Updated: 7/24/2018

Erythema Multiforme

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Snapshot
  • These are typical targetoid lesions of erythema multiforme. Note the 3 zones of color.A 12-year-old girl was recently treated for walking pneumonia and was found to be positive for mycoplasma. A few days into her illness, she developed multiple raised lesions over her palms, back of hands, and extensor forearms. These lesions were targetoid and mildly itchy. There were no lesions on her mucous membranes.
Introduction
  • Hypersensitivity reaction of the skin
  • Common, acute, mucocutaneous disease with classic target-shaped lesions in a symmetric distribution
  • Causes
    • most common = infection 
      • Herpes simplex
      • Mycoplasma pneumonia
      • upper respiratory infections
    • less common = drugs
      • e.g., sulfonamides, β-lactams, phenytoin
    • idiopathic
  • Often affects young adults (18 - 30 years old especially)
  • Distinct from SJS/TEN, which is amore severe mucocutaneous reaction that is usually caused by a medication
Presentation
  • Skin exam  
    • raised (papular), target lesions with multiple rings and dusky center (in contrast to annular lesions, as in urticaria)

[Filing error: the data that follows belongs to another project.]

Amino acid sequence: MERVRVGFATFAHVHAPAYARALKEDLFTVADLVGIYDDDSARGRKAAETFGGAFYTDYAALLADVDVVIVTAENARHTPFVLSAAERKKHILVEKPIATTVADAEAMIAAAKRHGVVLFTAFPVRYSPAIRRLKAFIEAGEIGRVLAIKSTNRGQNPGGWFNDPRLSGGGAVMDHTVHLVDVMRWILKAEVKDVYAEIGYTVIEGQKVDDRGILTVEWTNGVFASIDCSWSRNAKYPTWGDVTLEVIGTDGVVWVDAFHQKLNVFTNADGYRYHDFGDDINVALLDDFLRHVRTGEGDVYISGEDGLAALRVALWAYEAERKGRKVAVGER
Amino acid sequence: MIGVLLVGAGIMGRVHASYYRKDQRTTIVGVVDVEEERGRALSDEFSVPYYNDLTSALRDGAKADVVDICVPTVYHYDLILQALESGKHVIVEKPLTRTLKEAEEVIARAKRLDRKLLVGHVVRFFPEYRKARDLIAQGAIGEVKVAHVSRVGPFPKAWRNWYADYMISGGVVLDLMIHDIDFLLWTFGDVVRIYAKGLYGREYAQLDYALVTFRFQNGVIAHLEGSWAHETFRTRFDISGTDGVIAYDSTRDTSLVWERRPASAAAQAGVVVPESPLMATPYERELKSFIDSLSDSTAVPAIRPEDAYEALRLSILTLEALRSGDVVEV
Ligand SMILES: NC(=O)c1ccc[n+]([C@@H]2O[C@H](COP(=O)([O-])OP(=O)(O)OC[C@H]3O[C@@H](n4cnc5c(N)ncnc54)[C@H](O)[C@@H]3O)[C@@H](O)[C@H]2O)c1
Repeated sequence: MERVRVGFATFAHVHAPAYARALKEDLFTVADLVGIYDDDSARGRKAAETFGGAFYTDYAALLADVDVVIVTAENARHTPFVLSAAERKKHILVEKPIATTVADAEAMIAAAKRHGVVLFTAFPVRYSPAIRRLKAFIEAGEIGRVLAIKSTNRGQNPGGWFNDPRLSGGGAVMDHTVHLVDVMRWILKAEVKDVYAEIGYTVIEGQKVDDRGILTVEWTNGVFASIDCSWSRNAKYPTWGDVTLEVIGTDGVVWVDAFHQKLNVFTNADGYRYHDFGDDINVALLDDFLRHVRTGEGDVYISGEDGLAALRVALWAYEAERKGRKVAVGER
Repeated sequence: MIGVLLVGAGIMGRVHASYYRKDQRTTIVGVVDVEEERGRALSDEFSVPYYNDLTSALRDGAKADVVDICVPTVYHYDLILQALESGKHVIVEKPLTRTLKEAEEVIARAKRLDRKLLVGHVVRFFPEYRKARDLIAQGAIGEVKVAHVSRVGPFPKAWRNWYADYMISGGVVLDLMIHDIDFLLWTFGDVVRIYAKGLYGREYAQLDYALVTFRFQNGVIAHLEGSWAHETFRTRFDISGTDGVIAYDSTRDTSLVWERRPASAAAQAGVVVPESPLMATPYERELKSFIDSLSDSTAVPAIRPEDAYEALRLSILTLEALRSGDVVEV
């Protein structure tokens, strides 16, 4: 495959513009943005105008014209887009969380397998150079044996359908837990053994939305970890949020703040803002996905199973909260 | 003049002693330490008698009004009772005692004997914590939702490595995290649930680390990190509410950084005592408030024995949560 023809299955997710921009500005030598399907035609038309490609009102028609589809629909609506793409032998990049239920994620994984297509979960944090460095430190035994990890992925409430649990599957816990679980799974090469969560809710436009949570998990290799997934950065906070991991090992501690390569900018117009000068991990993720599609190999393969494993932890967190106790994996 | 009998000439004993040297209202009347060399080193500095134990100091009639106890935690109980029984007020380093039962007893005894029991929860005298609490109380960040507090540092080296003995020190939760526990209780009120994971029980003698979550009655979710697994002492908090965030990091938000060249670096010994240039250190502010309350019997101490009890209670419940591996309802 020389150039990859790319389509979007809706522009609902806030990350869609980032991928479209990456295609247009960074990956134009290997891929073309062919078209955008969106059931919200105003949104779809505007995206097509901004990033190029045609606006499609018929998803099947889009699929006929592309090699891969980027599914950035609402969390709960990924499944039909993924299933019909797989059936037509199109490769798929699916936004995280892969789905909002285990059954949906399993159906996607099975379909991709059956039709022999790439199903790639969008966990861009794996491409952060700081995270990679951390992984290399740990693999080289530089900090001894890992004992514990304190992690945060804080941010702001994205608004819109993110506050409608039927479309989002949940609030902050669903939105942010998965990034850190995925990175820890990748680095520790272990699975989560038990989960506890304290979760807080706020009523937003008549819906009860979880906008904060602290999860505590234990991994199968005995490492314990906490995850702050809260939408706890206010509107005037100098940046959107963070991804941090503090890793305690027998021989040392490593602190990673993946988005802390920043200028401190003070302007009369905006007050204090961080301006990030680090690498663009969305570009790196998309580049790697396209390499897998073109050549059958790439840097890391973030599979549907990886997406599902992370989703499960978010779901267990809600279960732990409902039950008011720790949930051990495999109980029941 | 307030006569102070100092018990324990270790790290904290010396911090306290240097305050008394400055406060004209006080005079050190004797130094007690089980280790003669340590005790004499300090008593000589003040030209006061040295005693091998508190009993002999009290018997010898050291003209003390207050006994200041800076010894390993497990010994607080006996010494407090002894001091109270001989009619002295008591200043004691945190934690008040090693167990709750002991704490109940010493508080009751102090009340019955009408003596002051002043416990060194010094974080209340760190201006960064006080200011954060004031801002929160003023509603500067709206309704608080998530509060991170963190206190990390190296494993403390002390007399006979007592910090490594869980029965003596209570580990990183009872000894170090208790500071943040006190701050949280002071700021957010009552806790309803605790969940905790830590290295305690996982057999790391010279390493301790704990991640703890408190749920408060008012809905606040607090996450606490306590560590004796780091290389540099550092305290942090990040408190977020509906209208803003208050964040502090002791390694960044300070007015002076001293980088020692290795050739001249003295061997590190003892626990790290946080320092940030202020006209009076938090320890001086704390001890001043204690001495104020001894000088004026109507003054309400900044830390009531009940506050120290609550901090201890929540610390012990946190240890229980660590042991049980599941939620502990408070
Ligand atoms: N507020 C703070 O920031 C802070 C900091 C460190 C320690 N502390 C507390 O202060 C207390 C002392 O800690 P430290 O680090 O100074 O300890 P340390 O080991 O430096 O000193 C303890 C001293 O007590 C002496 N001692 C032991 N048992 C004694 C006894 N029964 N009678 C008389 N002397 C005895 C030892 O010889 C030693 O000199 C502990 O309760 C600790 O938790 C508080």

• three concentric zones of color from center to outer ring
        • central dusky/dark area that can be crust or vesicle
        • paler pink or edematous zone
        • peripheral red/dark ring
    • negative Nikolsky sign (as opposed to SJS/TEN)
    • most commonly involves
      • palms/soles
      • backs of hands and feet
      • extensor aspects of forearms and legs
  • May involve mucous membranes
  • May have systemic signs
Evaluation
  • Based on symptoms and clinical history
    • recent history of infection can aid diagnosis
Differential Diagnosis
  • SJS/TEN (flat lesions, tender, always with mucous involvement, + Nikolsky sign)
  • Urticaria (annular lesions)
  • Erythema nodosum
  • Viral exanthems
Treatment
  • Supportive care
  • Corticosteroids if severe
  • Treat underlying cause if identified
    • oral acyclovir for HSV
Prognosis, Prevention, and Complications
  • Prognosis
    • typically self-limited
  • Prevention
    • treat chronic herpes infections
  • Complications
    • usually none
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